Don't panic. You can rise to your feet again. To do that, we must latch on to God's hand. Sin's purpose may be to kill you, but your purpose is to kill sin, and the victory is already won. We often define our chances in life as the sum of our sins and insecurities, but these things are small, and they collapse eventually -- the Lord doesn't. Don't tell God how big your chances are; tell your chances how big your God is.

"For I am the least of the apostles and do not even deserve to be called an apostle, because I persecuted the church of God. But by the grace of God I am what I am, and his grace to me was not without effect. No, I worked harder than all of them—yet not I, but the grace of God that was with me." -- Paul, an apostle of Jesus Christ (1 Corinthians 15:9-10 NIV)

The World Didn't Stop by Michael Nichols

Three years ago, I experienced something I really wished I didn't. Its echoes to this day deafen me sometimes. If you have read older posts of mine, you will eventually notice a sizable gap, or at least an extensive loss of frequency. Now, what in the world could have hurt so deeply to cause me -- someone brought to life by writing like nothing else does -- to stop writing isn't really the important part, believe it or not. It doesn't matter how I came to that place. I was there, and that was all that mattered... but I didn't look at that aspect of it.

What I wanted was a way out, and escape from everything. Do you find that understandable? Do you find it pathetic? Do you find it sensible? Because none of those was the case.

It wasn't understandable because life goes on. For the same reason, it is neither pathetic nor reasonable. No, these adjectives are useless for this experience.

What I failed to understand is that I wasn't as backed into a corner as I felt. The prerequisite I assumed for my life having meaning was the one thing I had lost, but once it was gone, what was I to think? I had nothing else to go on beside my faith in Jesus, and it wasn't like I forgot or truly abandoned that faith, but my desire for things to be different, especially the way I felt at the time, drowned out everything else. It hit me harder than I was willing to admit, so by the time I had stopped living out my dreams, I hadn't admitted to myself that I had done so.

I don't think that I was ready at that time to accept the consequences of my own actions, nor was I willing to accept the immutability of the actions of others. Without this level of discernment, I was complacent, wandering, wondering, cold, hungry, but unwilling to come home (so to speak) because I no longer believed in the concept, be it literal, be it metaphysical. Nevertheless, the presence of darkness doesn't imply that light is not close.

"Sometimes it's easy to let dreams fade into a nightmare --" that is a line from a song I wrote, called "Dreams." In my life, I had already experienced darkness, but not in the way this darkness fell. It felt like everything I had been working for in my life suddenly seemed vain. My dreams returned to the dust from whence they were built, and I had woken into a world of agony, meaning I had already been there, but I was unconscious. I wasn't aware of how truly dark, dangerous, and devastating the world can be. After this undesired moment, though, finally, I was.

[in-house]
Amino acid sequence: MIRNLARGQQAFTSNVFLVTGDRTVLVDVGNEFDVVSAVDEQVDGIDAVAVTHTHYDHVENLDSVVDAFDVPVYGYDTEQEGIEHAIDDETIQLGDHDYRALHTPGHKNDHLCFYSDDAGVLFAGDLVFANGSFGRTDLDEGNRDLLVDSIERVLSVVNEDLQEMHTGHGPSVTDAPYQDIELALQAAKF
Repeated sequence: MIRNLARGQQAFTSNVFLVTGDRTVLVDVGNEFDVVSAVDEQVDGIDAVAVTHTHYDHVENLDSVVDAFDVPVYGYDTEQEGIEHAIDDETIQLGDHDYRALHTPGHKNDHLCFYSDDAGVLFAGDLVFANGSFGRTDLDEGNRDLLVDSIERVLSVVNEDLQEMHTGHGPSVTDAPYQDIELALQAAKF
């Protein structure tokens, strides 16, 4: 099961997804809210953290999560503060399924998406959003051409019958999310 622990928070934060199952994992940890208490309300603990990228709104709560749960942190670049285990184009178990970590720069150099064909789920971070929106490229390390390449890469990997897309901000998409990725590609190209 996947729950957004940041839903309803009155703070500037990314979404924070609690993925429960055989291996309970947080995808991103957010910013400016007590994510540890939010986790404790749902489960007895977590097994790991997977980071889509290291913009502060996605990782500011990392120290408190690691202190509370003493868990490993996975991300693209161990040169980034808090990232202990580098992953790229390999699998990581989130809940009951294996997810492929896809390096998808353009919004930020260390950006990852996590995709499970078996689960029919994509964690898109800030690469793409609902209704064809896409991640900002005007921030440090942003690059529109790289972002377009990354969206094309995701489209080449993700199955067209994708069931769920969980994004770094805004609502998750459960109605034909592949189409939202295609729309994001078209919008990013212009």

I was awake, but I was confused, disoriented. I didn't have time to ask questions. I was merely concerned with getting out alive... but that isn't really living. That is paralysis of the heart, the death of the soul, and the withering of the mind.

I've missed opportunities to love, to live, to shatter the safety glass between the waking world and the world of dreams. I've been out of high school for two years and a half, back in college for one and a half. I thought I would be somewhere else by now, bachelor's degree in music education, but that isn't the way it went, and I have partially myself to blame. No, I'm not beating myself up over my mistakes, and I'm definitely not going to say I regret nothing. I'm just being fair. I could have resumed education sooner, made better life choices, but I'm here now, and I've learned something...

The world didn't stop for me. I was hurting going through things, and I wanted things to be different, but it went about is business. It won't fight for me. It won't make me walk through doors, take risks, fall in love, make me a better man -- it doesn't choose for me, and God doesn't force me to obey Him either, but He definitely is fighting ahead of me, making a path for me. It isn't going to be easy, but it is going to be worth it, and that is all I need.

Rationality -- Prologue by Michael Nichols

Your world just shattered like a glass floor beneath the weight of the world that you dropped because you could not carry it alone. The only way you could have carried it this far is if someone shared the load with you. You could not have forced them to help you because they had the weight of their own world to carry. The kindness of their heart is the only thing that could have possibly persuaded them to do this with you. Surely, if they were kind enough to do that for you, you would try to do the same for them. Somewhere along the way, however, you became separated. Maybe you know how. Maybe you know why. That part doesn't really matter. At the end of the day, how or why don't matter. How and why are questions of mechanics and motive. How and why don't change anything. At the end of the day, something else keeps you awake at night. It isn't your understanding of what happened, nor is it your understanding of the purpose behind the event, nor is it your understanding of what triggered the event, be it separation, be it collision, be it good, be it harm. It isn't the cirumstances surrounding the event that plunge their claw into the tissue of your mind and soul.

Rationality. That is weapon of the beast that haunts us. Is rationality bad? No, but it can only go so far, and this is where it begins.